Returning to Florence, Maria and her daughter found the Palazzo Auditore burned to the ground. With nowhere else to go, the two decided to follow Ezio to Rome, where they felt that they would be better suited to do something to aid him.
Traveling to the Assassins' hideout on Tiber Island, Maria and Claudia met with the Order's acting-leader, Niccolò Machiavelli, who told them to look for Ezio at the Rosa in Fiore. When they arrived, Ezio was not there, so they spoke only to the resident courtesans as they waited for him. Shortly thereafter, Ezio returned with news that the brothel's Madame, Madonna Solari, had been killed.
Maria's son was both shocked and angry to discover his family in Rome; his mood only worsened when, reminded by the courtesans that they could not continue without a Madame, Claudia volunteered for the task, much to Ezio's displeasure. With a role set for them, Maria helped Claudia in controlling and managing the brothel, instructing her son to aid the girls wherever he could.
By this time, Maria's health had slowly begun to decline, due mainly to a long-term illness she had been suffering from, to which she eventually succumbed to and died in 1504.
Due to the diaries she had kept up until the execution of her husband and sons in 1476, Maria became the most well known member of the Auditore family to historians. The diaries were later translated and put on display in the Uffizi gallery in Florence.
- "She's in shock. They… When she resisted…"
- ―Annetta speaking to Ezio about how Maria tried to stop the guards from arresting Giovanni, Federico, and Petruccio.
Maria had a loving and caring personality, which was shown when she prayed over Petruccio's feathers at Monteriggoni. She was also displayed as a rebellious figure, as in her early life, she was protected from the outside world, to which she grew tired of and possibly confronted her parents regarding the matter.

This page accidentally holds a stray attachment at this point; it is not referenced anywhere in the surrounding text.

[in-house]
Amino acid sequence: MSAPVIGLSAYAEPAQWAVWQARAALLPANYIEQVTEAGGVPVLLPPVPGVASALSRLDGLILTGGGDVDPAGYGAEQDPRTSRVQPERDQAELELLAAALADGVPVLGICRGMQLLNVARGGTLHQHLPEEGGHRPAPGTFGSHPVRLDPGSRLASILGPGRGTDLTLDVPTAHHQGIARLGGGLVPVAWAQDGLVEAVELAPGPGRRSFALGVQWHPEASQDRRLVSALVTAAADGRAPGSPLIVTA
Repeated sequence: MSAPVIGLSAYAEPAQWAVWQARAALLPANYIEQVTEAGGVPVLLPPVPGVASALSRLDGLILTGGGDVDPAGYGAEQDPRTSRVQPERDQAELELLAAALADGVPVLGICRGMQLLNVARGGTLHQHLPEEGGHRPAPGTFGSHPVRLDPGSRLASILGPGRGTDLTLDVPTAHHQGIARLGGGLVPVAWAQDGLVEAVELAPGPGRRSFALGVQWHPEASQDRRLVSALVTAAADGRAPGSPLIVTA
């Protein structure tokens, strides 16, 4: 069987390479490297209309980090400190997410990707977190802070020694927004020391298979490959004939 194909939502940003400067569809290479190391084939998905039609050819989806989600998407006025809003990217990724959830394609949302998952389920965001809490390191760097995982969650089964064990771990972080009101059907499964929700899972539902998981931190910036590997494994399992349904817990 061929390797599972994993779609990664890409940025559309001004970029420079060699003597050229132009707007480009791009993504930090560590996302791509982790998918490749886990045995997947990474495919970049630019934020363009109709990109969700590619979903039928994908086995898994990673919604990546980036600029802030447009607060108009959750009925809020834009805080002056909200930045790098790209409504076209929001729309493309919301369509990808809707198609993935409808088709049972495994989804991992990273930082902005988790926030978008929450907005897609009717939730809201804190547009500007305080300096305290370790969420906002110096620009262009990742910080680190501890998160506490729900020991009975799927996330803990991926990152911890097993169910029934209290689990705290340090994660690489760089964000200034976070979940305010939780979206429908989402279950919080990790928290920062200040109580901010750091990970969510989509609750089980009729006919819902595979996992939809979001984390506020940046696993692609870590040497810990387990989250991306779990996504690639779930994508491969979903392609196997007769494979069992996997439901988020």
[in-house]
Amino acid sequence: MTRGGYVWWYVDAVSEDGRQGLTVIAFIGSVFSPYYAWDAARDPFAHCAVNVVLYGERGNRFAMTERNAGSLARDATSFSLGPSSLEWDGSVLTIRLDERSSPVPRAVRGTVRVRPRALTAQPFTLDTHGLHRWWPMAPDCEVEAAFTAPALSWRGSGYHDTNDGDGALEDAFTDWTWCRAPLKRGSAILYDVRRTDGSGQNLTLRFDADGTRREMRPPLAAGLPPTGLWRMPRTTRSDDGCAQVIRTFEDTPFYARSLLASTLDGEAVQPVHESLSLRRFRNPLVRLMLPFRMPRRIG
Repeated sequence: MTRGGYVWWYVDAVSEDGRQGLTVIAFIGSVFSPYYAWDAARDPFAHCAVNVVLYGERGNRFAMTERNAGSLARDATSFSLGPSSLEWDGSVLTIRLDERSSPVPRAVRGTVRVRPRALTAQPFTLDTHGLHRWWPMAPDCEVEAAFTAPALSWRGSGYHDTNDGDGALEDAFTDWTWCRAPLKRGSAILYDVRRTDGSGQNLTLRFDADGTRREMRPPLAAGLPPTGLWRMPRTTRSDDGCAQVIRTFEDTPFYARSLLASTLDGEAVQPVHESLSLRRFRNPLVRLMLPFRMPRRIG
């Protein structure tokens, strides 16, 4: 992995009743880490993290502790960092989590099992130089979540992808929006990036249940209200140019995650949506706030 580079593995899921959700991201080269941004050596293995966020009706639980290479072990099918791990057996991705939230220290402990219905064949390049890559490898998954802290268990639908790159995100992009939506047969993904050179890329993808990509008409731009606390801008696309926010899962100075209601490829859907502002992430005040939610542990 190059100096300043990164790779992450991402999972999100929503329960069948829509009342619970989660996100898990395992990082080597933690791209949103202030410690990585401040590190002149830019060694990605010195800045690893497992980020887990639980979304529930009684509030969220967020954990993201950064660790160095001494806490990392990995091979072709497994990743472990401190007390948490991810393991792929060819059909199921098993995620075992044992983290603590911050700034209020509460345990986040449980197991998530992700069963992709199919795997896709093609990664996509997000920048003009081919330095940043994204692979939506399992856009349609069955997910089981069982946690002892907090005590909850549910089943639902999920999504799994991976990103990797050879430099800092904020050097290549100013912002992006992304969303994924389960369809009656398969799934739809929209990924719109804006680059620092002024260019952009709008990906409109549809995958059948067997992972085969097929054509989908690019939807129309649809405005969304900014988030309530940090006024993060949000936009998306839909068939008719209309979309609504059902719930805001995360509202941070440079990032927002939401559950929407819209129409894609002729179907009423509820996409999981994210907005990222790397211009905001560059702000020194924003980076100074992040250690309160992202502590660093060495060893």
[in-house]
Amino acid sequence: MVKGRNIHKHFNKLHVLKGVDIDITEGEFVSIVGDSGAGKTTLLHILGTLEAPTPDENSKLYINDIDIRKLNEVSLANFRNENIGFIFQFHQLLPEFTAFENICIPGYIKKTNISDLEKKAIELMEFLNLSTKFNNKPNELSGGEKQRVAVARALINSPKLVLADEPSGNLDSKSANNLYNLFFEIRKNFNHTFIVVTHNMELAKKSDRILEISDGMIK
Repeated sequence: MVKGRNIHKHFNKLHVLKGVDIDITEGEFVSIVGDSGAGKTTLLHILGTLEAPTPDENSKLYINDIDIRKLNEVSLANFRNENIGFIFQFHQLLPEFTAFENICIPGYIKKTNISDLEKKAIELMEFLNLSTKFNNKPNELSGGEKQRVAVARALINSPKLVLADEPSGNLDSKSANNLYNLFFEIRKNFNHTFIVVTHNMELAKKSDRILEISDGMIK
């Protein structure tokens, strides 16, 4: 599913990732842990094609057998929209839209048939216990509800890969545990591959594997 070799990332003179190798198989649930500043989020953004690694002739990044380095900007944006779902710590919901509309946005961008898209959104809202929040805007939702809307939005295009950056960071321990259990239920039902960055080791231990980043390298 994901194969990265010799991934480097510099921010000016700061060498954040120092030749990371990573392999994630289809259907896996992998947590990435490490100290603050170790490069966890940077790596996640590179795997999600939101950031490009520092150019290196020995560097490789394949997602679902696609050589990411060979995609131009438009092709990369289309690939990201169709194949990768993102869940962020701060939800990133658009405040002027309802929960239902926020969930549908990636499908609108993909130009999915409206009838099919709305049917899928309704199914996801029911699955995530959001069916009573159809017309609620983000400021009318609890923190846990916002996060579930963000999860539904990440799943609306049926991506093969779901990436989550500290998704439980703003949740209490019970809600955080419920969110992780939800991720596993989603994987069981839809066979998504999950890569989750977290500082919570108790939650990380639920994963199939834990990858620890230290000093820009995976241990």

This too was shown when she tried to stop the guards from arresting Giovanni, Federico, and Petruccio before being presumably raped. With this in mind, it could be said that she held a fierce love for her family, as her retaliation against the guards proved how willing she was to protect them.
She was also presented as someone willing to help her husband Giovanni keep secrets from their children about their Assassin heritage, in order to safeguard them from the potential dangers that came with it. As well as this, she also kept Giovanni informed about what happened in the family while Giovanni was on his missions, as displayed when Maria told him that their son Ezio was becoming suspicious of why he went out at night.
- Maria seemed to be a skilled surgeon, as she was seen stitching up Giovanni's near-fatal wound in Assassin's Creed: Lineage.
- Maria only spoke three times throughout Assassin's Creed II, which was during Ezio's birth, in the memory "Friend of the Family," and when given 100 feathers.
- Maria could be seen praying for around 12–23 years, since all of the locations that had feathers were not available until Sequence 11 of Assassin's Creed II.
- According to Assassin's Creed: Renaissance, Maria and Claudia lived in a convent after the execution of the Auditore until late 1480s, when they moved to Monteriggioni.